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Starry v. United States

United States District Court, M.D. Pennsylvania

June 12, 2017

JAMES STARRY, JR., Plaintiff
v.
UNITED STATES OF AMERICA, Defendant

          ORDER

          Christopher C. Conner, Chief Judge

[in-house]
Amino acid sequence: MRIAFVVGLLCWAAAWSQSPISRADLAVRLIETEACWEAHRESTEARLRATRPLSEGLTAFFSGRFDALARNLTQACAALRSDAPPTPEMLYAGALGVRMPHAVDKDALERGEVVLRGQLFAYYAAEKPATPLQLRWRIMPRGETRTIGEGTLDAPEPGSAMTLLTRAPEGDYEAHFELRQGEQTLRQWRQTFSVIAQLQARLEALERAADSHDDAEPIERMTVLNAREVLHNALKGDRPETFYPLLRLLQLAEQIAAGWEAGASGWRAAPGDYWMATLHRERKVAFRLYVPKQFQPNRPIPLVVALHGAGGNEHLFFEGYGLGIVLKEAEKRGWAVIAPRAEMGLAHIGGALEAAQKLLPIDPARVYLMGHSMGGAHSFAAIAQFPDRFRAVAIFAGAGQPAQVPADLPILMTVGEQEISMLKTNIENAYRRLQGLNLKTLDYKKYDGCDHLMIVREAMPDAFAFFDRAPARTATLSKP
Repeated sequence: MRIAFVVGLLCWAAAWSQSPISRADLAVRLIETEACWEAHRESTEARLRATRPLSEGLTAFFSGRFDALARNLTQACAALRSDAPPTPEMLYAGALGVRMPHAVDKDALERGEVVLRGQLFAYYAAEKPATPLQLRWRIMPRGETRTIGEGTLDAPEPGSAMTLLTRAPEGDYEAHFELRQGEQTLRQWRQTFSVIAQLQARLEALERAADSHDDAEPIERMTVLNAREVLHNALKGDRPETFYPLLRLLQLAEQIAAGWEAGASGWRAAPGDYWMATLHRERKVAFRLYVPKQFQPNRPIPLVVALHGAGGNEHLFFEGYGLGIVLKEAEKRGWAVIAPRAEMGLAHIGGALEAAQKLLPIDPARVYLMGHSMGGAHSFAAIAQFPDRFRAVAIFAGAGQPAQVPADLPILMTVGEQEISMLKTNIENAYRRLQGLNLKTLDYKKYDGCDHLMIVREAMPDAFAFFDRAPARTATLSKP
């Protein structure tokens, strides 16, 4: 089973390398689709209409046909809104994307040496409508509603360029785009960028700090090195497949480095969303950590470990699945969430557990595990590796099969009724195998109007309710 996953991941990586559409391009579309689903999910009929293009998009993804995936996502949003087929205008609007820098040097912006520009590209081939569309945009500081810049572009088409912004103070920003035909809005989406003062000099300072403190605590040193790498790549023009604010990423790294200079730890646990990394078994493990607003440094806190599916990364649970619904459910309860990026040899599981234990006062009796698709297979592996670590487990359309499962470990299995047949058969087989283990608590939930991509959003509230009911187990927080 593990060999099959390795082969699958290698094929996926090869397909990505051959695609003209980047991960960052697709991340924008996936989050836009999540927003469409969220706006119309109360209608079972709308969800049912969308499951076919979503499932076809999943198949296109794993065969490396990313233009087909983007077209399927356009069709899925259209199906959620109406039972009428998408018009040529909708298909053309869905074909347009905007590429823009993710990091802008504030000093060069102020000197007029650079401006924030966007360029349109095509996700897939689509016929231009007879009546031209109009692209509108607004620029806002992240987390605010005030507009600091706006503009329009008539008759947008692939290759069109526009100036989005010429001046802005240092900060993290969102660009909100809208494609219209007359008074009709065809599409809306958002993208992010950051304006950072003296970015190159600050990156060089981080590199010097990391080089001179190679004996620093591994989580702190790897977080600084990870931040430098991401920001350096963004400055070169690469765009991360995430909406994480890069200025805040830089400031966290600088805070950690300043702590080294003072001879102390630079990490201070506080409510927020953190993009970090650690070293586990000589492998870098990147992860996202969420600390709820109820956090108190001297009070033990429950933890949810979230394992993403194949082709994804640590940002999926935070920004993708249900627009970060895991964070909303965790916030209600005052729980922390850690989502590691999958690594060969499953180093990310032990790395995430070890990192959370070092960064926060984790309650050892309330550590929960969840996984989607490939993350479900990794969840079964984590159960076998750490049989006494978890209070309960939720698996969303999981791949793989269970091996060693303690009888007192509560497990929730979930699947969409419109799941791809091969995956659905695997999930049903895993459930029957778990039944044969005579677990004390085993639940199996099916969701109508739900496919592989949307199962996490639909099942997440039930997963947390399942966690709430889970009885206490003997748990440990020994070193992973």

AND NOW, this 12th day of June, 2017, upon consideration of the motion (Doc. 12) for summary judgment filed by defendant United States of America, and the parties' respective briefs in support of and opposition to said motion, (Docs. 14, 17, 18), wherein the parties dispute whether plaintiff James Starry, Jr. (“Starry”) has produced sufficient evidence to proceed to trial on his negligence claim pursuant to the Federal Tort Claims Act, 28 U.S.C. § 2671, concerning his slip and fall at a United States Post Office in Lemoyne, Pennsylvania on June 4, 2015, (Doc. 13 ¶¶ 1-3; Doc. 16 ¶¶ 1-3), and the court observing that, through summary adjudication, we may dispose of those claims that do not present a “genuine dispute as to any material fact, ” F . R. C . P. 56(a), and that the burden of proof is on the [1] ed iv non-moving party to come forth with “affirmative evidence, beyond the allegations of the pleadings, ” in support of its right to relief, Pappas v. City of Lebanon, 331 F.Supp.2d 311, 315 (M.D. Pa. 2004); see also Celotex Corp. v. Catrett, 477 U.S. 317, 322-23 (1986), and further observing: first, that the court must apply the law of the place where a contested act or omission occurred when considering a cause of action under the Federal Tort Claims Act, 28 U.S.C. § 1346(b); second, that under Pennsylvania law, “[t]he mere occurrence of an accident does not establish negligent conduct, ” Martin v. Evans, 711 A.2d 458, 461 (Pa. 1998); and third, that “[i]n any case sounding in negligence, a plaintiff must demonstrate: (1) a duty of care; (2) the breach of the duty; (3) a causal connection between the conduct and the resulting injury; and (4) actual loss or damage resulting to the plaintiff, ” Farabaugh v. Pa. Turnpike Comm'n, 911 A.2d 1264, 1272-73 (Pa. 2006), and it appearing that the parties dispute the second element, concerning whether the government, as the landowner sub judice, breached its duty of care to Starry, the invitee on the premises, by either having a hand in the creation of the harmful condition that caused Starry to fall, or having actual or constructive notice of the condition, (Doc. 14 at 5-8; Doc. 17 at 8-13); see Farabaugh, 911 A.2d at 1272 n.10; Estate of Swift v. Ne. Hosp. of Phila., 690 A.2d 719, 723 (Pa. Super. Ct. 1997), and that the government claims it did not create the hazardous condition of water on the floor of the entranceway and Starry cannot prove that Post Office staff knew or should have known about the water, (Doc. 14 at 6-8), and Starry rejoins that the government created the hazardous condition by not placing floor mats at the entranceway or had actual notice of the hazard because the Postmaster of the Lemoyne Post Office, Christopher Hans, regularly put signs warning of water accumulation in the entranceway when it rained, (Doc. 17 at 8-13), and the court noting that a trier of fact may find that a landowner had actual notice of a condition if it is one that the owner knows frequently occurred, see Myers v. Penn Traffic Co., 606 A.2d 926, 929 (Pa. Super. Ct. 1992) (citing Moultrey v. Great A & P Tea Co., 422 A.2d 593, 596 (Pa. Super. Ct. 1980)), and the court finding that Starry has produced sufficient evidence to meet his burden under Rule 56, to wit, that: (1) it rained the day of Starry's fall, (see Doc. 17-2); (2) the government knew that the entranceway accumulated water when it rained and had a practice of placing warning signs at the entranceway when it rained, (see Doc. 17 at 8-9 (citing Doc. 17-3, Hans Dep. 32:21-33:11, Aug. 19, 2016)); and (3) the government did not have a mat or notice signs in the entranceway at the time of the accident, (id. at 8-9 (citing Hans Dep. 9:5-25, 10:1-11:12, 11:16-12:1, 31:16-32:1)), and the court further finding that a reasonable trier of fact could infer that the government had adequate notice of this potentially hazardous condition, [2] and the court concluding that there are genuine and material disputes of fact that must be resolved at trial, it is hereby ORDERED that: